House prices down 5.37% during Q3 2019

Hong Kong's housing market boom is now over, with residential property prices falling by 5.37% during the year to Q3 2019, in stark contrast to a y-o-y rise of 11.28% in Q3 2018. On a quarterly basis, house prices dropped 3.96% in Q3 2019. The recent slowdown was mainly due to slowing demand from Chinese homebuyers, deteriorating affordability, rising mortgage rates, as well as the adverse impact of the ongoing US-China trade war. The worsening social unrest across Hong Kong is also negatively affecting investor confidence.

In recent years, Hong Kong’s government has leaned against property price rises. The government raised stamp duties for all non-first time homebuyers starting November 2016 and cut allowable loans on residential and commercial properties in May 2017. In June 2018, Chief Executive Carrie Lam revealed another series of cooling measures, including a tax against vacant flats.


Demand is mixed; construction surging

In the first nine months of 2019, the number of primary sales in Hong Kong skyrocketed by 39.1% y-o-y to 16,939 units and the value of sales rose by 1.6% y-o-y to HK$ 179.66 billion (US$22.95 billion), according to the Ratings and Valuation Department (RVD). In the secondary market, on the other hand, the number of sales dropped 17.2% to 29,917 units in the first nine months of 2019 from a year earlier while sales value fell by 15.1% to HK$ 249.4 billion (US$31.86 billion) over the same period.

Residential construction continues to rise. In 2018, completions surged 18% to 20,968 units from the previous year, after y-o-y rises of 22% in 2017 and 29% in 2016.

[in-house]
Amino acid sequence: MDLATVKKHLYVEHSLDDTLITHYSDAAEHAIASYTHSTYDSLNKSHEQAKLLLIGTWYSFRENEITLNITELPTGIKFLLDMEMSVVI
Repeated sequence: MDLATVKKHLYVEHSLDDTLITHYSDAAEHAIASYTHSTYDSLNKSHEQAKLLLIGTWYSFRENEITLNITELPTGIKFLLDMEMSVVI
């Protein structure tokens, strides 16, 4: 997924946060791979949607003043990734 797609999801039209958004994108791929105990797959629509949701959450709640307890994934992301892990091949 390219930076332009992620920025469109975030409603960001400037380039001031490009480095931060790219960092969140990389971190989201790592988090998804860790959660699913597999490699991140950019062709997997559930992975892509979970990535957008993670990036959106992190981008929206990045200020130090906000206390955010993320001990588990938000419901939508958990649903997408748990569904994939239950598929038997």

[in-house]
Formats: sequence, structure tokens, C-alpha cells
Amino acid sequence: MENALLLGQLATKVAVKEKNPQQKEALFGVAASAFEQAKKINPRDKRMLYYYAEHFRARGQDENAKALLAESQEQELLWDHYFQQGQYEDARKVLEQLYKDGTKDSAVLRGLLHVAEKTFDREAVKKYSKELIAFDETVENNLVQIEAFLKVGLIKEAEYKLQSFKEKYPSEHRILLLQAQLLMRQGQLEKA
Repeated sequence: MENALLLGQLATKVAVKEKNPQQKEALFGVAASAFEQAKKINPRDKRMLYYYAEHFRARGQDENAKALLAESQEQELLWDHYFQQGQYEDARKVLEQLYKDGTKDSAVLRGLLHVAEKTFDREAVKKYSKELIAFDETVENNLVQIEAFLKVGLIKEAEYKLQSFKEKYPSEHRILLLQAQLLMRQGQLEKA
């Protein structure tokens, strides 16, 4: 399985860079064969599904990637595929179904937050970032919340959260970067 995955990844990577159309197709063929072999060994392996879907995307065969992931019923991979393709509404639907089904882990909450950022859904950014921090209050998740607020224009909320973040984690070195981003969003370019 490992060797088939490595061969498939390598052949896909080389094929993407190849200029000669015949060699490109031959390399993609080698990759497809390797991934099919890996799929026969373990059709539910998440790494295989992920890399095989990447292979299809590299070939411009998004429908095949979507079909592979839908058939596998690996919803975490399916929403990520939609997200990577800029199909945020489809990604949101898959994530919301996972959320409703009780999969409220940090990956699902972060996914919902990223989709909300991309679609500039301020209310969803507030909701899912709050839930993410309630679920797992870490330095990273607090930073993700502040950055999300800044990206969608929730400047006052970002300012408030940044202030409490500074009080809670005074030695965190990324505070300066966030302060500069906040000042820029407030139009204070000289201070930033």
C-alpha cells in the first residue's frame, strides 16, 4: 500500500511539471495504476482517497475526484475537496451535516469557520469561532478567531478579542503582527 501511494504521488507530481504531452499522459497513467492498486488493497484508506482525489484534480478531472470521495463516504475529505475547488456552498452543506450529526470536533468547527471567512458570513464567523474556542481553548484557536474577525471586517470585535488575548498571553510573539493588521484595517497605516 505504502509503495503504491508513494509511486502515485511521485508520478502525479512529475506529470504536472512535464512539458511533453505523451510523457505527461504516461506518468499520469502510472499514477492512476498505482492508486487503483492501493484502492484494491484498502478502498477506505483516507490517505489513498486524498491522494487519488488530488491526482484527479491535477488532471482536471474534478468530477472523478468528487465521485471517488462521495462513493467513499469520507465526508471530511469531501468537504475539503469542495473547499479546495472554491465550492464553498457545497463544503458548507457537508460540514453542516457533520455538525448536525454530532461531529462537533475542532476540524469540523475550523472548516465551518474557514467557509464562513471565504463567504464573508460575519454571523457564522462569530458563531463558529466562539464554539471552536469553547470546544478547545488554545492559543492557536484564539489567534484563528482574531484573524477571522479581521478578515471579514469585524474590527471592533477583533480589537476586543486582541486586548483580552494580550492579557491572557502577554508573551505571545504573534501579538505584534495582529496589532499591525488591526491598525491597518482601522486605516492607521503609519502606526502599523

Rents, rental yields: poor yields, at just above 2%

Apartment costs in Hong Kong are very high, at around $28,570 per sq. m. 

Hong Kong: typical city centre apartment buying price, monthly rent (130 sq. m)
  Buying price Rate per month Yield
  $3,714,113  $7,267 2.35%

Recent news: Sharp economic slowdown amidst US-China trade war, domestic social unrest

Hong Kong’s economy is slowing sharply, as a fragile global outlook, the ongoing trade dispute between the US and China and the worsening domestic social unrest continue to dampen domestic activity. Hong Kong’s economy contracted by 2.9% in Q3 2019 from a year earlier, in contrast to y-o-y expansions of 0.4% in Q2 2019, 0.6% in Q1 2019, 1.2% in Q4 2018, and 2.8% in Q3 2018. In fact, it was the first contraction in a decade. Secretary of Finance Paul Chan recently lowered its 2019 growth forecast for HK’s economy to just 0% to 1%, down from the previous estimate of 2% to 3% and from a growth of 3% in 2018. But even that is now unlikely to achieve after the economy had officially fallen into technical recession during the latest quarter.

Waves of increasingly violent mass protests have swept across Hong Kong in the past seven months, triggered initially by the introduction of an extradition bill that residents see as China’s latest attempt to erode their political freedoms.

In an effort to buoy the struggling economy, the government unveiled several stimulus measures in recent months – HK$19.1 billion (US$2.44 billion) in August 2019, HK$1.4 billion (US$178.8 billion) in September and HK$2 billion (US$255 million) in October. These include higher salary tax rebates and subsidies for the underprivileged and medium-sized businesses, subsidy for low-income families who do not live in public housing and not on welfare, rent subsidy for retailers, fuel subsidy for taxi and minibus drivers, and fee waiver for ship inspections, among others.